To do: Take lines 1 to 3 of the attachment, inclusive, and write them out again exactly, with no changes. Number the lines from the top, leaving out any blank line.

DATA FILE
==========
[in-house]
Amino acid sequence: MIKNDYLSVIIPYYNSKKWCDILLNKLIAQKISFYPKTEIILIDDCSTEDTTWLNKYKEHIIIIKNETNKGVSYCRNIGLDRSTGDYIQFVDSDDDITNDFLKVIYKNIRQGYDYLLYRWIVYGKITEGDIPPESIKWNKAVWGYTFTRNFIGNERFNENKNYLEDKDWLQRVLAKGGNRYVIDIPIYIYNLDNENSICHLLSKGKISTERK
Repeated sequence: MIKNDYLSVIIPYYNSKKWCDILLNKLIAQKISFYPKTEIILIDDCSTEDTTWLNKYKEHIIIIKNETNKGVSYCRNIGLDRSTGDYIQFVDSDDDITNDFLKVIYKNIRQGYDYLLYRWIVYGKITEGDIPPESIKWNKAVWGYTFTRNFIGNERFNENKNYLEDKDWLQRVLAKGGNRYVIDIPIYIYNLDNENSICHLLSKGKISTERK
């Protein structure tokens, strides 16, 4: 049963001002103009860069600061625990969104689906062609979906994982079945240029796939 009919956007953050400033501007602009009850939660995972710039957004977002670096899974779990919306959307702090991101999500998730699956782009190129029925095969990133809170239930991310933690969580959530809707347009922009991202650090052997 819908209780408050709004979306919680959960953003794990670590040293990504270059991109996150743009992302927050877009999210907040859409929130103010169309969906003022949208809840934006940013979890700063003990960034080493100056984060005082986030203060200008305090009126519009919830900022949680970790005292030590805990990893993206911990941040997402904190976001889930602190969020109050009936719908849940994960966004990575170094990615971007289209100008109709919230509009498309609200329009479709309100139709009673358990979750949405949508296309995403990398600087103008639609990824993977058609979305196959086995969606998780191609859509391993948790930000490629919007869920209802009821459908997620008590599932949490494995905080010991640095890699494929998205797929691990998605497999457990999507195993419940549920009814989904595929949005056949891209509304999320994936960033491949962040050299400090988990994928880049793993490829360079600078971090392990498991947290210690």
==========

[in-house]
Amino acid sequence: MIKNDYLSVIIPYYNSKKWCDILLNKLIAQKISFYPKTEIILIDDCSTEDTTWLNKYKEHIIIIKNETNKGVSYCRNIGLDRSTGDYIQFVDSDDDITNDFLKVIYKNIRQGYDYLLYRWIVYGKITEGDIPPESIKWNKAVWGYTFTRNFIGNERFNENKNYLEDKDWLQRVLAKGGNRYVIDIPIYIYNLDNENSICHLLSKGKISTERK
Repeated sequence: MIKNDYLSVIIPYYNSKKWCDILLNKLIAQKISFYPKTEIILIDDCSTEDTTWLNKYKEHIIIIKNETNKGVSYCRNIGLDRSTGDYIQFVDSDDDITNDFLKVIYKNIRQGYDYLLYRWIVYGKITEGDIPPESIKWNKAVWGYTFTRNFIGNERFNENKNYLEDKDWLQRVLAKGGNRYVIDIPIYIYNLDNENSICHLLSKGKISTERK